SAN FRANCISCO—Four of Twitter’s key executives are leaving the company in an exodus that has escalated the uncertainty facing the messaging service as it struggles to broaden its audience and lure back disillusioned investors.
Twitter CEO Jack Dorsey announced the management shake-up on Jan. 24 after technology news site Re/Code reported the changes earlier in the day.
Dorsey described the departures as voluntary, a characterization that three of the four exiting executives echoed in their own posts.
The upheaval leaves Twitter without its top engineering executive, Alex Roetter; its top products executive, Kevin Weil; its head of human resources, Skip Schipper; and Katie Stanton, who oversaw the company’s media partnerships.
Dorsey is turning over supervision of the human resources and media teams to Twitter’s chief operating officer, Adam Bain, and assigned engineering to the company’s chief technology officer, Adam Messinger.
Bain and Messinger will share some of the responsibilities for creating and running Twitter’s various products.
This is the second major fissure in Twitter’s ranks since Dorsey was named the San Francisco company’s permanent CEO in October. His hiring followed a three-month stint as interim CEO after the resignation of his predecessor, Dick Costolo.
Was really hoping to talk to Twitter employees about this later this week, but want to set the record straight now: pic.twitter.com/PcpRyTzOlW
— Jack (@jack) January 25, 2016
In one of his first moves, Dorsey laid off more than 300 employees, or about 8 percent of Twitter’s workforce, to trim expenses at a company that has never turned a profit since its service started nearly a decade ago.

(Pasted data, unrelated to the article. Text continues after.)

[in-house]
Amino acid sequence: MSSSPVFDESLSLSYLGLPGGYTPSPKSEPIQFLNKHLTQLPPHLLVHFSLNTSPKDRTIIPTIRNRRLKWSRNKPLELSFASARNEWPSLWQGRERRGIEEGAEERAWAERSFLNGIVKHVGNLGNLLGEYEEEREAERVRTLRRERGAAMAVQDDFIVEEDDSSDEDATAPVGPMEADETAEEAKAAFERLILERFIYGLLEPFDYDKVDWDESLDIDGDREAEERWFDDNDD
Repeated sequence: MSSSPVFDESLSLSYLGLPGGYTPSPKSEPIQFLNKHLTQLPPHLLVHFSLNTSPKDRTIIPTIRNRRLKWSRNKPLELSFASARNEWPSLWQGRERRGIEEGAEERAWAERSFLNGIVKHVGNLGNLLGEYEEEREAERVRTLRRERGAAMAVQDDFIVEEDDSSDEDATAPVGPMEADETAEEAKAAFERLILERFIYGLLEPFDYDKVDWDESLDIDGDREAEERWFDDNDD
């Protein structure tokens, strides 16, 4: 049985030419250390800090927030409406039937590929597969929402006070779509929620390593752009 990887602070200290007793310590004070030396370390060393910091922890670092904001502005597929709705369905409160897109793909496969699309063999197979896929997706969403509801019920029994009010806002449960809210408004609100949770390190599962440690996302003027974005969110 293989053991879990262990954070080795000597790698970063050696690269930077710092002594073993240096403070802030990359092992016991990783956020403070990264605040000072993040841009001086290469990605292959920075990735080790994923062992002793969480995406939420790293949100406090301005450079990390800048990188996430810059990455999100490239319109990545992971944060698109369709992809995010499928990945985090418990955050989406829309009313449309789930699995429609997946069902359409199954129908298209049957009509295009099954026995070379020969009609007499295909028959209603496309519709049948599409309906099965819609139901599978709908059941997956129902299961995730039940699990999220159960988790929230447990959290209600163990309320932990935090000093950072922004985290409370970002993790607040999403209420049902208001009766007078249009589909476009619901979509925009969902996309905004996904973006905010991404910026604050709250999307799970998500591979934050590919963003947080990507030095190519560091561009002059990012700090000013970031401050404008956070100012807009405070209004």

It’s not unusual for CEOs to reshuffle management shortly after their arrival.
But analysts interpreted Twitter’s changes as a distress signal instead of a reason to hope that the company is starting to head in the right direction.
“We don’t see how the departure of the heads of three major business divisions can be viewed as a positive in the middle of an attempted business turnaround,” Stifel analyst Scott Devitt wrote in a research note. Devitt had been recommending Twitter’s stock before the management departures prompted him to reverse his opinion.
In another note, Citi analyst Mark May said the defections may prolong Dorsey’s attempt to turn around Twitter and could hint at problems that may surface Feb. 10 when the company is scheduled to report its results for the final three months of last year.
Twitter’s stock shed 56 cents, or 3 percent, to $17.28 in afternoon trading on Jan. 25. The shares have plunged by 52 percent since Dorsey became interim CEO last July, leaving them well below their price of $26 when they were sold in an initial public offering in November 2013.
The downturn reflects concerns that Twitter isn’t going to get much bigger than it is now, after a long streak of torrid growth in its early years. Twitter’s active users grew from 308 million in March to 320 million in September, a measly gain compared to the much larger Facebook, which added 104 million users during the same span. Facebook has more than 1.5 billion active users.
Twitter is trying to make its service more appealing with a feature called “Moments” that compiles photos, video, and messages about big news events. Twitter also is considering expanding the restrictions on tweets beyond the 140-character limit that has defined the service since its debut.
Now, Twitter’s board appears ready to undergo a makeover that Dorsey has been hinting would happen.
Citing unidentified people familiar with the matter, both The Wall Street Journal and The New York Times reported Twitter is about to name two new directors, including a well-known media executive, to its eight-member board. It’s not clear which of Twitter’s current directors will leave.
Twitter last year named a former Google executive, Omid Kordestani, as its executive chairman.
Although the changes will probably increase the turmoil within Twitter, Gartner Inc. analyst Brian Blau believes they’re necessary.
“Losing a pretty significant chunk of their management team should open the door to even more changes,” Blau said. “This is a signal that they are planning to do something different, and that could be good. It’s pretty obvious that something is not working there.”